Will metrology labs take charge of Imaging Biomarkers certification?
As the reader might know, Imaging Biomarkers are parameters obtained objectively from medical images, which represent and quantify a tissue property (structural, functional or biological) extracted after applying computational models to images of specific medical imaging modalities like computed tomography (CT), magnetic resonance imaging (MR), conventional radiography (CR) and so on.
One of the main challenges for Imaging Biomarkers integration in clinics and in clinical trials is the need for standardized image acquisition protocols and pipelines for the analysis of imaging biomarkers, including the processing, analysis and reporting of the results.
As specified in this publication from QIBA (Quantitative Imaging Biomarkers Alliance) team: “Most Biomarkers require a computation algorithm, which may be simple or highly complex. While there is a rich history of the development of biomarker techniques, there has been comparatively little attention paid to the evaluation and comparison of the algorithms used to produce the biomarker results. Estimation errors in algorithm output can arise from several sources during both image formation and the algorithmic estimation of the biomarker. These errors combine (additively or non-additively) with the inherent underlying biological variation of the biomarker. Studies are thus needed to evaluate the imaging biomarker assay with respect to bias, and precision. A recurring issue is the lack of reported estimation errors associated with the output of the biomarker. Another challenge is the inappropriate choice of biomarker metrics and/or parametric statistics. For example, tumor volume doubling time is sometimes used in studies as a biomarker. However, it may not be appropriate to use the mean as the parametric statistic for an inverted, non-normal, measurement space. Since a zero growth rate corresponds to a doubling time of infinity, it is easy to see that parametric statistics based on tumor volume doubling time (e.g. mean doubling time) may be skewed and/or not properly representative of the population. In addition, there may be discordance between what might be a superior metric statistically and what is clinically acceptable or considered clinically relevant. For example, a more precise measuring method will typically better predict the medical condition, but only until the measurement precision exceeds normal biological variation; further improvement in precision will offer no significant improvement in efficacy. Finally, when potentially improved algorithms are developed, data from previous studies are often not in a form that allows new algorithms to be tested against the original data.“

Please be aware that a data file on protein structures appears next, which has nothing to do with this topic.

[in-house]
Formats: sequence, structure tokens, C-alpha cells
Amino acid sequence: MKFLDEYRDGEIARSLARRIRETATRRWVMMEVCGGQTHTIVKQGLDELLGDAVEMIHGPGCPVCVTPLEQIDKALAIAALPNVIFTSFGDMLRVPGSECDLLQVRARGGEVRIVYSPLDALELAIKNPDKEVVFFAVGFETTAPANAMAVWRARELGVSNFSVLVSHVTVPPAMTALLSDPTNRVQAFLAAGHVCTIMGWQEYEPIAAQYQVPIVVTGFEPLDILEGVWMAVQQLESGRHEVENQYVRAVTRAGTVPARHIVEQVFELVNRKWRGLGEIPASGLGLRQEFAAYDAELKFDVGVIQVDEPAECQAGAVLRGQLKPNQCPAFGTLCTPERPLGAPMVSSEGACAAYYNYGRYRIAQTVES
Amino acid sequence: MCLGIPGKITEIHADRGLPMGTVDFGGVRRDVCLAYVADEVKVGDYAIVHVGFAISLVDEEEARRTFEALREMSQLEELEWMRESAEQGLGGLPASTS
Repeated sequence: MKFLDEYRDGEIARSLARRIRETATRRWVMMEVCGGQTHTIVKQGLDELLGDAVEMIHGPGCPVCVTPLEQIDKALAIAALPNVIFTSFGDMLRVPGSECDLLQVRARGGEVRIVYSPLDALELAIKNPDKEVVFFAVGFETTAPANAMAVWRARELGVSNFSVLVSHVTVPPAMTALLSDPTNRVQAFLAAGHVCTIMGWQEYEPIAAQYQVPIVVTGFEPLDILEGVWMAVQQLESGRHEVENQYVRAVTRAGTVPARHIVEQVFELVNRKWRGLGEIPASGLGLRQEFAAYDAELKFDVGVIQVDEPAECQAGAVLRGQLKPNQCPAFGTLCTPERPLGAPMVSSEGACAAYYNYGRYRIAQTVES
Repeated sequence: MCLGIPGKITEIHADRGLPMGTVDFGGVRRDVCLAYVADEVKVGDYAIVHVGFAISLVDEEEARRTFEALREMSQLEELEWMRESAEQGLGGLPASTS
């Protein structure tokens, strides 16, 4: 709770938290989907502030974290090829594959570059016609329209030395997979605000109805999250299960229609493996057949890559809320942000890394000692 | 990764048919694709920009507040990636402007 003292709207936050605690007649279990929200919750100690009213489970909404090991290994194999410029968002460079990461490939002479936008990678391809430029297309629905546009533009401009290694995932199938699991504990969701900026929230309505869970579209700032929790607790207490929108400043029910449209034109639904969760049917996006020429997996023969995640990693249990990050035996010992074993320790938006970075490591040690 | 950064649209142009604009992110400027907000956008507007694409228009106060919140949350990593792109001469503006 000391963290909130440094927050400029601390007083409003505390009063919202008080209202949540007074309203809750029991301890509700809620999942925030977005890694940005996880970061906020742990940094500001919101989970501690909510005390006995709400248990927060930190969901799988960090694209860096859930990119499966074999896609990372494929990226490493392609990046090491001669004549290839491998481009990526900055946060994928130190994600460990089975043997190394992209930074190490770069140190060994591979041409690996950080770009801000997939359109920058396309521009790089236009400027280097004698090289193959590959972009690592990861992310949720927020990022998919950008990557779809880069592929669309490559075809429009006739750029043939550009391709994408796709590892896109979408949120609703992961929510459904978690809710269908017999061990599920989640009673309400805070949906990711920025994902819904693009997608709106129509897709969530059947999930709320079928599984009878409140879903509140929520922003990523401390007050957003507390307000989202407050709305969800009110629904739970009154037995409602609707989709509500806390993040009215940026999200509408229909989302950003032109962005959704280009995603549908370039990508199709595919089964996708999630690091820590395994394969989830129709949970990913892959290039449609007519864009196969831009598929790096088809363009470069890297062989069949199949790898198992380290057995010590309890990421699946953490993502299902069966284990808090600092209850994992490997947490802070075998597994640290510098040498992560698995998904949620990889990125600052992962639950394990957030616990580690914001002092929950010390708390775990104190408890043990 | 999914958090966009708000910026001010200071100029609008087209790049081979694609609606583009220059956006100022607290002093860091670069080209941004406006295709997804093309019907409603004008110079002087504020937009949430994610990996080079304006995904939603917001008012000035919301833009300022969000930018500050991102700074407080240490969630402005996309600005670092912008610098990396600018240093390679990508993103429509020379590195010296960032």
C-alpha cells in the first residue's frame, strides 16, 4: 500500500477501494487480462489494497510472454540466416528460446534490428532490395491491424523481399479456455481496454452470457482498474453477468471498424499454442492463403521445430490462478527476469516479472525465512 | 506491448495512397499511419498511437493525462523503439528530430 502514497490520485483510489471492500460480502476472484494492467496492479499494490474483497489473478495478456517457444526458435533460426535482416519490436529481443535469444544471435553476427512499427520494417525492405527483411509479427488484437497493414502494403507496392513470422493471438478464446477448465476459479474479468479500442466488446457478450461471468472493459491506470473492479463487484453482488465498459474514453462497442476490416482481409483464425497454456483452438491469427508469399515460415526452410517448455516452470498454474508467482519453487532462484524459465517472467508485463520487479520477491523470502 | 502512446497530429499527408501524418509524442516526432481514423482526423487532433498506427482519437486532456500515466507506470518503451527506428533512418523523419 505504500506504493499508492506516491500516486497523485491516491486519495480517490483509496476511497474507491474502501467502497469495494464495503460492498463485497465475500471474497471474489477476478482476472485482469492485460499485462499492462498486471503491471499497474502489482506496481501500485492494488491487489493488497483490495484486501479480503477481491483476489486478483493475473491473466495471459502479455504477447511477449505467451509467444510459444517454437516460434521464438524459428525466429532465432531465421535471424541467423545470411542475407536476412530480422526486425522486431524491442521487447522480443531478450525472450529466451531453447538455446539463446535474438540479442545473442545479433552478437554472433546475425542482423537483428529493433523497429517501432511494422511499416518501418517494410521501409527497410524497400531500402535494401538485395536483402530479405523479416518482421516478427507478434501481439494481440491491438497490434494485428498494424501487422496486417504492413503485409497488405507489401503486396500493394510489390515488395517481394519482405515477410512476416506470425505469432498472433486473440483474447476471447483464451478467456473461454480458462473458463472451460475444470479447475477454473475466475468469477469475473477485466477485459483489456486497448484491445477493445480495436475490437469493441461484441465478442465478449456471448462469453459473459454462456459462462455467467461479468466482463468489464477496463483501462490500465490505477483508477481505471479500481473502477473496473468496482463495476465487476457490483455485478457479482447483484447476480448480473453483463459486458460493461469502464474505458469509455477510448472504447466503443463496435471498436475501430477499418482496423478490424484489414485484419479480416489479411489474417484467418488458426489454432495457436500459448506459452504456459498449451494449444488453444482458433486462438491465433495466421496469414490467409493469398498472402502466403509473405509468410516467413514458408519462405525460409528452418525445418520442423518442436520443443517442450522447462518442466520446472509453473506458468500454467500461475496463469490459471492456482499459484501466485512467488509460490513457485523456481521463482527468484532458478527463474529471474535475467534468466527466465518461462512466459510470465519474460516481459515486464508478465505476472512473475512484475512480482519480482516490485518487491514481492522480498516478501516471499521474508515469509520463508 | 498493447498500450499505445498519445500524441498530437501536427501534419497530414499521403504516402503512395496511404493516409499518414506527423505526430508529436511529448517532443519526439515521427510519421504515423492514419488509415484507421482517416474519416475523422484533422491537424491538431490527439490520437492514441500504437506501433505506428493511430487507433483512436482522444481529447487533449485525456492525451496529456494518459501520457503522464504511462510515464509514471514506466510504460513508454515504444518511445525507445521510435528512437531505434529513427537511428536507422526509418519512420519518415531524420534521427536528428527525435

A metrology-by-design strategy for imaging biomarkers design and implementation has still not been conceived, however, there is a clear need to fill this gap, since medical images are suffering a paradigm shift from being qualitatively interpreted by radiologists to become a powerful measurement instrument, that can provide a non-negligible and highly relevant information in many pathological processes.
Following the experience of our group and QUIBIM, with a model of success for the integration of quantitative image analysis in clinics, we published in 2012 our methodology for the integration of imaging biomarkers in clinics that was later supported by the European Society of Radiology in 2013, through the publication “ESR position on the stepwise development of imaging biomarkers” in Insights into Imaging. This paper was the former work of the ESR supporting the creation of the European Imaging Biomarkers Alliance (EIBALL) in 2015.
Now, several actions should be undertaken to allow for the implementation of biomarkers in clinical use and the evaluation of therapy response:
- To determine the most significant sources of uncertainty for imaging biomarkers.
- To establish a standard methodology for definition of the method and the protocol for image acquisition (Signal-to-noise ratio, contrast-to-noise ratio) for traceable measurements.
- To harmonise calibration routes and methods for imaging biomarkers in European metrology institutes. This objective includes knowledge exchange and transfer and comparison measurements.
- To provide metrology input and pre-normative research to the evolution of International (ISO, EN) standards concerning imaging biomarkers.
- To engage with image device manufacturers to facilitate the take up of the technology and measurement systems developed, to support the development of new, innovative biomarkers, thereby enhancing the competitiveness of EU industry.
While researchers are dealing with these issues, there are specific entities that have been always in charge of supervision, validation and certification of measures: the National Metrology Institutes. The umbrella covering all National Metrology Institutes in Europe is EURAMET. Therefore, we should start to think in incorporating this metrology-by-design strategy in the process of creation, implementation and validation of imaging biomarkers. In QUIBIM we have already started this strategy, following QIBA recommendations and implementing new algorithms in a modular basis, identifying the sources of uncertainty in all the measurements that we perform with imaging biomarkers.
by Angel Alberich-Bayarri (@aalberich).
CEO & Founder of QUIBIM